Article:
ASTRO applauds new legislation on radiation therapy payments

The American Society for Radiation Oncology (ASTRO) applauded the introduction of legislation in Congress on May 15 that could radically change the way Medicare pays for radiation therapy.

The bill, named the Radiation Oncology Case Rate (ROCR) Value-Based Payment Program Act, could shift the way Medicare pays for the treatments from fee for service to a more patient-centered approach, ASTRO said.

"Through ROCR, Congress can build a future where radiation oncology reimbursement is driven by patient needs, not by the number of treatments provided," Jeff Michalski, MD, chair of ASTRO's board of directors, said in a news release.

The bipartisan bill was introduced by Sen. Thom Tillis (R-NC) and Reps. Brian Fitzpatrick (R-PA), Jimmy Panetta (D-CA), John Joyce, MD (R-PA), and Paul Tonko (D-NY). A U.S. House bill number for the legislation is pending.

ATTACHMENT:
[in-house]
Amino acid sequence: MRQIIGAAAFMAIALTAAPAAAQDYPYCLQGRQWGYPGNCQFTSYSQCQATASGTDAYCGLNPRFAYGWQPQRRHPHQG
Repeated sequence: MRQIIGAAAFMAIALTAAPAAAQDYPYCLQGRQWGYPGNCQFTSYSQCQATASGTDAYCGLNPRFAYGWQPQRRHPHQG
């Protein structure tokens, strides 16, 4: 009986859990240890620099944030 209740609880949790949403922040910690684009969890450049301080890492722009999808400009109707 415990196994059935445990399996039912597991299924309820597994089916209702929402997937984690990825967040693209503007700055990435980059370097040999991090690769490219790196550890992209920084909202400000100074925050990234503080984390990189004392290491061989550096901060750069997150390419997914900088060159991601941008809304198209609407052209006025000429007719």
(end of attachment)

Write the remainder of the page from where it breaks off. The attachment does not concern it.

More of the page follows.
Essentially, the ROCR Act incorporates the strengths of the indefinitely delayed Radiation Oncology Alternative Payment Model proposed by Medicare, specifically the use of episode-based payments, and addresses its shortcomings, including excessive payment cuts, burdensome administrative requirements, and the absence of a path to reduce disparities, ASTRO said.

Key features of the ROCR Act include the following, ASTRO said:

  • It leverages episode-based payments to align financial incentives with scientifically proven outcomes.
  • It supports shorter treatments for certain cancers.
  • The bill reduces disparities that create barriers for patients from rural and underserved communities to access and complete treatments.
  • It implements a systematic approach to improve quality and protect patient safety through practice accreditation.
  • It unifies payments across settings based on hospital technical payments.
  • The bill generates Medicare savings of approximately $200 million over 10 years.

More than 40 healthcare institutions and organizations have signed on in support of the ROCR ACT. In addition, radiation oncologists from across the country will be in Washington, D.C., May 20 to 21 to advocate for the bill, ASTRO noted.

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